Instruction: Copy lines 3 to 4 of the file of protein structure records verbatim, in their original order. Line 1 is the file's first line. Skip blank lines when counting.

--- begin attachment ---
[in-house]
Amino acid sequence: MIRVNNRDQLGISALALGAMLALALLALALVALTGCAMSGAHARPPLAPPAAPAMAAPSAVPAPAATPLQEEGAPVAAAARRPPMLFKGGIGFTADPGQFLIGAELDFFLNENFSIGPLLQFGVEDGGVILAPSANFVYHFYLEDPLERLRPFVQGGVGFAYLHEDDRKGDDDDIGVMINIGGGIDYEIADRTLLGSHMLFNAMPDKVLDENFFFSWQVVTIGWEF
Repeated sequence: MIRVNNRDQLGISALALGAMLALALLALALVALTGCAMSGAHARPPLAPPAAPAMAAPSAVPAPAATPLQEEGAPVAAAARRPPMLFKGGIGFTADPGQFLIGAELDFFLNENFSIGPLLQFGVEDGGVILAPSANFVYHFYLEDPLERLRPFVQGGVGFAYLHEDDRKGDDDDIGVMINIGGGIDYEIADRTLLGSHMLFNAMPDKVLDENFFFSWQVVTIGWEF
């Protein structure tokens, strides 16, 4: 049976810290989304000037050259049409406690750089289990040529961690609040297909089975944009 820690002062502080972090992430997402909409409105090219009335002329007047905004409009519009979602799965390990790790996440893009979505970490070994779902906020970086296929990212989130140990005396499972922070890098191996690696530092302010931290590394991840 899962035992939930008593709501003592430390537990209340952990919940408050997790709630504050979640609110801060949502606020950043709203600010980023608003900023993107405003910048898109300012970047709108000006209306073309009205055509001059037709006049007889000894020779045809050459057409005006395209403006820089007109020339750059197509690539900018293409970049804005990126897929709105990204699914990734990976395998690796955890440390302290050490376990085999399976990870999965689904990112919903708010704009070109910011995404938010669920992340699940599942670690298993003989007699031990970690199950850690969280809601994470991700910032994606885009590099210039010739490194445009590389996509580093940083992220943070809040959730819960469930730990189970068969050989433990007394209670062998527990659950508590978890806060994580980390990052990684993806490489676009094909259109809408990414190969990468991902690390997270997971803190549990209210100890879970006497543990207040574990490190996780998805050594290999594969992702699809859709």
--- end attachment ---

Repeated sequence: MIRVNNRDQLGISALALGAMLALALLALALVALTGCAMSGAHARPPLAPPAAPAMAAPSAVPAPAATPLQEEGAPVAAAARRPPMLFKGGIGFTADPGQFLIGAELDFFLNENFSIGPLLQFGVEDGGVILAPSANFVYHFYLEDPLERLRPFVQGGVGFAYLHEDDRKGDDDDIGVMINIGGGIDYEIADRTLLGSHMLFNAMPDKVLDENFFFSWQVVTIGWEF
């Protein structure tokens, strides 16, 4: 049976810290989304000037050259049409406690750089289990040529961690609040297909089975944009 820690002062502080972090992430997402909409409105090219009335002329007047905004409009519009979602799965390990790790996440893009979505970490070994779902906020970086296929990212989130140990005396499972922070890098191996690696530092302010931290590394991840 899962035992939930008593709501003592430390537990209340952990919940408050997790709630504050979640609110801060949502606020950043709203600010980023608003900023993107405003910048898109300012970047709108000006209306073309009205055509001059037709006049007889000894020779045809050459057409005006395209403006820089007109020339750059197509690539900018293409970049804005990126897929709105990204699914990734990976395998690796955890440390302290050490376990085999399976990870999965689904990112919903708010704009070109910011995404938010669920992340699940599942670690298993003989007699031990970690199950850690969280809601994470991700910032994606885009590099210039010739490194445009590389996509580093940083992220943070809040959730819960469930730990189970068969050989433990007394209670062998527990659950508590978890806060994580980390990052990684993806490489676009094909259109809408990414190969990468991902690390997270997971803190549990209210100890879970006497543990207040574990490190996780998805050594290999594969992702699809859709």